Jimi Hendrix live tone at your feet. The Dunlop Electronics FFM6 Band of Gypsys Fuzz Face Mini Distortion is the result of a long quest after the sound of Jimi Hendrix's live shows during 1969-1970. The Live at Woodstock, Live at Berkeley, and Live at the Fillmore East fuzz tone came from a mysterious red body & white knobs fuzz face which unfortunately cannot be found today. Gladly the engineers at Dunlop via trial and error found the circuit this pedal was using, and with it the FFM6 was built. Do not let that mini size trick you, the Band Of Gypsys is a hell of a Fuzz. It differs from a traditional Fuzz Face and in fact it is based on a Tycobrahe Octavia circuit. We like this pedal a lot.
As old school as fuzz gets! Before silicon transistors took over, fuzz pedals were using germanium transistors. The Dunlop Electronics Germanium Fuzz Face Mini (FFM2), as the name suggests, uses these old school germanium transistors that shaped the sound of rock. Germanium transistors are known to sound warmer than silicon ones, and clean better. The FFM2 transitions between clean-dirty-heavily fuzzed tone easily and smoothly, it sounds great and teams perfect with single coil guitars. All in all a very cool old school fuzz in a pedalboard friendly housing.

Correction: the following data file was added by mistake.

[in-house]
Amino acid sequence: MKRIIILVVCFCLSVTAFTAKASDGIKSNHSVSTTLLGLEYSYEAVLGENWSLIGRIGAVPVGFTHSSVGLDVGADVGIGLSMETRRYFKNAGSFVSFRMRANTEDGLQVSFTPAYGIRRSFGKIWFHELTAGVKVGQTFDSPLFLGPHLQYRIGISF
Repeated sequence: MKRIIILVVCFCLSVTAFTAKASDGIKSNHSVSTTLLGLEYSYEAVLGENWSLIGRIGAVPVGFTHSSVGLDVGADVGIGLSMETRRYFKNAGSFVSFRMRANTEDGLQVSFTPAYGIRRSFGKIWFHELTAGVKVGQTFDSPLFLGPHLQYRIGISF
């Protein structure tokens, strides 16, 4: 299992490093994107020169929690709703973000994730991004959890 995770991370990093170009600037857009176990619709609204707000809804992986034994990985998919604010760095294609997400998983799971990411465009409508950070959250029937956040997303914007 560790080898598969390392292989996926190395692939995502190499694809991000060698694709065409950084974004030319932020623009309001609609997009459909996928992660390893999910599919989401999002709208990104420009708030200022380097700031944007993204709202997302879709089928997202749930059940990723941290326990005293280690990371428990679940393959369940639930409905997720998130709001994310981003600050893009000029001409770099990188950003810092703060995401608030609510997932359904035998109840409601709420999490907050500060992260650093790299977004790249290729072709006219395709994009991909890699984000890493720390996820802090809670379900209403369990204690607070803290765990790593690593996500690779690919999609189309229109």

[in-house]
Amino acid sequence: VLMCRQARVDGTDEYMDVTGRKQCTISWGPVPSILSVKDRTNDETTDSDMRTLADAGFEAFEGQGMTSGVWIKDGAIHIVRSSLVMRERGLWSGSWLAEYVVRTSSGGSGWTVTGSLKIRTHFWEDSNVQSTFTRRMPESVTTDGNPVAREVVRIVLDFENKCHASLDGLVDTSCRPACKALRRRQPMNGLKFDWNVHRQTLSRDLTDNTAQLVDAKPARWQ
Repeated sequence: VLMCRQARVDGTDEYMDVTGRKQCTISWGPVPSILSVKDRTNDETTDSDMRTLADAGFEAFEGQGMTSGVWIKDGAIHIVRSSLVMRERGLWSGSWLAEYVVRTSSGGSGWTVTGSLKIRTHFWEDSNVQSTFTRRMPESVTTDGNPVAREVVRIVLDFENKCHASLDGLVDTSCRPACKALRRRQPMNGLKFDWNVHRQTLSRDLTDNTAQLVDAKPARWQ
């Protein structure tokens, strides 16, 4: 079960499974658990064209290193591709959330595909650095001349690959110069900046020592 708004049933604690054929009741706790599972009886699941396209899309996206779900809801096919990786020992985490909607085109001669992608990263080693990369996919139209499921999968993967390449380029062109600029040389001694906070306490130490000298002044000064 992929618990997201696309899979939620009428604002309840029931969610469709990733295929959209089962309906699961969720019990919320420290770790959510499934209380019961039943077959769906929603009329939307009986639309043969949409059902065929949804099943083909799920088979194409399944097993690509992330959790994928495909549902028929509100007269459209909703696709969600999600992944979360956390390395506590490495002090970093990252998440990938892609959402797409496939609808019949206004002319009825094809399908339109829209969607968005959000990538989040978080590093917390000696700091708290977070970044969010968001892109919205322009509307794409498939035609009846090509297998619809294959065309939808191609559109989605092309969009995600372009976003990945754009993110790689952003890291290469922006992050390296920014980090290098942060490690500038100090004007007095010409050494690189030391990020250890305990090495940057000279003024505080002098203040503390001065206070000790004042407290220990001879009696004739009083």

The mini version of an epic pedal! Dunlop Electronics created this pedal board friendly version of their iconic Fuzz Face from the 1970's so you all could enjoy epic fuzz tones and save space at the same time. The distinctive, warm vintage character of the Fuzz Face enriches any effects collection and throws you back into vintage territory. The Dunlop Silicon Fuzz Face Mini Distortion FFM1 uses BC108 silicon transistors which give the pedal an aggressive sound with a lot of brightness. We enjoyed rocking with the Silicon Fuzz Face Mini Distortion, it's great how vintage it sounds, yet so easy to use thanks to modern specs like the bright Status LED, the AC power jack and the accessible battery compartment. Be sure to compare the silicon version to the germanium one found on TonePedia.